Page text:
State of GraphQL
State of GraphQL brings together core contributors, members of the GraphQL Foundation, and community leaders to talk about the future of GraphQL, and answer audience questions.
Shout-out to the sponsors of the event, StepZen and Moon Highway!
One GraphQL API. All Your Data. Zero Infrastructure.
StepZen is a GraphQL-as-a-Service provider, even including a FREE forever pricing tier with 300k calls/month included.
- Tracy Lee, CEO, This Dot Labs
- Eve Porcello, Co-founder & Instructor, Moon Highway
- Uri Goldshtein, Founder, The Guild
- Carlos Rufo, Engineering Lead, GraphCMS
- Joey Nenni, Web Engineering Lead (GraphQL), PayPal
- Janessa Garrow, Developer Experience Engineer, Apollo GraphQL
- Tanmai Gopal, Founder, Hasura
The first portion of the State of GraphQL covered updates from each panelist.
The GraphQL Foundation
One of the first topics covered by State of GraphQL was The GraphQL Foundation.
The GraphQL Foundation is a neutral foundation founded by global technology and application development companies. The GraphQL Foundation encourages contributions, stewardship, and a shared investment from a broad group in vendor-neutral events, documentation, tools, and support for GraphQL.
Uri opened up the conversation by emphasizing how open the foundation is. The GraphQL Foundation has always been open, but it's now easier than ever to become part of the community. The true "meat" of where the GraphQL action is though is in the GraphQL Working Group. There, topics such as changes to the GraphQL spec, ideas for new features, and more are discussed. Also, all the meetings are recorded and even summarized by text!
Odyssey is Apollo's free interactive learning platform.
Janessa from the Apollo team introduced us to Apollo Odyssey. Odyssey is Apollo's official learning platform. It was created to improve the developer experience of learning GraphQL. While some people may be able to learn effectively from docs, others may find different learning styles, like those offered by Odyssey, a more effective way of learning.
Courses offered range from the basics, like what are queries and resolvers, to the more advanced subjects, such as Apollo Federation.
Tanmai from Hasura spoke next about updates done within Hasura. One of the biggest new features is support for cross-database joins over GraphQL. This update allows the developer to retrieve data from any number of data stores with efficient queries. The next thing being worked on now is end-to-end streaming.
Joey Nenni of PayPal spoke about PayPal's experience with adopting GraphQL. He mentioned that once PayPal supported developers with tooling and sample apps, GraphQL spread like wildfire. Seeing the potential to do more with GraphQL, especially with sharing components, PayPal looked into Apollo Federation about 9 months ago, and as of about 2 weeks ago, they are now live with millions of requests already going through their gateway.
Joey also spoke about how GraphQL adoption is really about persistence. It's an iterative process. By making small steps, collecting small wins, and repeating that process, it becomes a lot easier to sell GraphQL. Joey coined the term "Guerilla Warfare" when it comes to finding successful implementations for GraphQL solutions.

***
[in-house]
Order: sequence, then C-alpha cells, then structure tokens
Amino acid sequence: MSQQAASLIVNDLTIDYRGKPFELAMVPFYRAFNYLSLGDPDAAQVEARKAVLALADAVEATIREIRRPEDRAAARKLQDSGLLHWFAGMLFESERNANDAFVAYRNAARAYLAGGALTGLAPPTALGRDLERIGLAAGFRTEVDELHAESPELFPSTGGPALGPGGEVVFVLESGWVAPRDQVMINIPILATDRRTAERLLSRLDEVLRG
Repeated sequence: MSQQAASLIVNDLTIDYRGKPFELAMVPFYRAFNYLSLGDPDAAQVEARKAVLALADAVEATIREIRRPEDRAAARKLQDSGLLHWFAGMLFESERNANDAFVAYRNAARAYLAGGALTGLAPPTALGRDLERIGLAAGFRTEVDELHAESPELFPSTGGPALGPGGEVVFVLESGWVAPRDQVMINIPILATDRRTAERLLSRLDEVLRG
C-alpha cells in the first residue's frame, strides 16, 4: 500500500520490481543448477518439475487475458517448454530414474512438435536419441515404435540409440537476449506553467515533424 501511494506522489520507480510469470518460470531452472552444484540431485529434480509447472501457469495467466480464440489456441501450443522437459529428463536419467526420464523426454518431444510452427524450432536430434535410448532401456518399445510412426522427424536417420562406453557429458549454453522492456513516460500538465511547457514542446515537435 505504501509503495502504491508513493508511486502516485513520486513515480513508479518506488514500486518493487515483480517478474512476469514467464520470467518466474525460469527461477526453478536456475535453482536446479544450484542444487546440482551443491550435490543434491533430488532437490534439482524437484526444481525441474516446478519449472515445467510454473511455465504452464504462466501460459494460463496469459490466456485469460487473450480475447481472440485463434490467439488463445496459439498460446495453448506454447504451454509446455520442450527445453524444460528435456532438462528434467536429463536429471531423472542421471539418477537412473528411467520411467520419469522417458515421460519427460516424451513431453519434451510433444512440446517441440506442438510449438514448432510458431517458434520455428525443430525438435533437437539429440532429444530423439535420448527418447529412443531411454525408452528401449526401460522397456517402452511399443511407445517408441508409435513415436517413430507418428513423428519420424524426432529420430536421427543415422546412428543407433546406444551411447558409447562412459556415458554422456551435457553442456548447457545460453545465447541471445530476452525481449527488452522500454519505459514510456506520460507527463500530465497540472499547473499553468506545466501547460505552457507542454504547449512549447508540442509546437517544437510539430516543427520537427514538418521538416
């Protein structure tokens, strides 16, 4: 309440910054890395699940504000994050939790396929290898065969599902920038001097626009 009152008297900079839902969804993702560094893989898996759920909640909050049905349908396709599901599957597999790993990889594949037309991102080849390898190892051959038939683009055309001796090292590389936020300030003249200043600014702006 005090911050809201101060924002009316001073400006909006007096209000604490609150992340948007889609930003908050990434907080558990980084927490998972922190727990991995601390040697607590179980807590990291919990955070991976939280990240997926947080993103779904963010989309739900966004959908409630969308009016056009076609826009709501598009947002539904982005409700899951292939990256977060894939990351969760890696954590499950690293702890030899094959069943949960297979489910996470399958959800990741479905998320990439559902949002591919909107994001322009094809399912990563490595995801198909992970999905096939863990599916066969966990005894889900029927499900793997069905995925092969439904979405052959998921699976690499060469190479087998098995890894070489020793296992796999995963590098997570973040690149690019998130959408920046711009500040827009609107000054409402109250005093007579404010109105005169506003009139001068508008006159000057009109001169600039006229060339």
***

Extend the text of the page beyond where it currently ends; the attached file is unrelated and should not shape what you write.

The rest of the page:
GraphCMS gives you instant GraphQL Content APIs to create, enrich, unify, and deliver your content across platforms.
GraphCMS recently hosted GraphQL Conf AND has recently raised $10 million in a Series A funding round. With all of this GraphQL focused momentum, GraphCMS is poising itself as a powerful solution for Headless CMS.
The ultimate content platform that enables you to deliver applications at scale.
Defer and Stream
One important piece of information that Uri brought to the groups' attention was that defer, stream, live queries, and other features in spec proposals, but not in the actual spec, CAN BE USED SAFELY. Uri noticed a patter in production settings: once people have been given the option to use these new features, like defer, they see how valuable those features can be.
If you want to see more information involving these GraphQL directives, you can check out a blog post covering them here.
Implement a single graph across multiple services
One very popular subject that is commonly brought up in Apollo conversations is Apollo Federation, and the idea of having a unified Graph connecting many services.
For PayPal, they spoke about the experiences encountered while transitioning some of their shared logic to a federated graph, while maintaining developer experience.
Apollo itself had a very positive experience using Apollo Federation. They ran into the need to unite two services, one written in Kotlin, and one in TypeScript, and have them run under a single gateway. This was a very big win and prevented the need for developers to learn additional languages to support a larger graph.
Tanmai had a balanced perspective on Apollo Federation:
Are we federating how the API comes together and presents itself? Or are we federating the execution itself?
He shared his experiences with analyzing where exactly a federated graph could be a good fit.
For Uri, he spoke about how the most important question is, "Are we actually making the product development faster?" Adopting Apollo Federation may give a different answer depending on the team and work being done.
GraphQL is still growing rapidly, and as shown in this State of GraphQL, there is a growing thriving community surrounding it. Continue the conversation, no matter your experience level, and check out the GraphQL Working Group. While this was a quick summary of the things spoken about during the State of GraphQL, you can catch the whole video on YouTube.
Thank you for enjoying the State of GraphQL!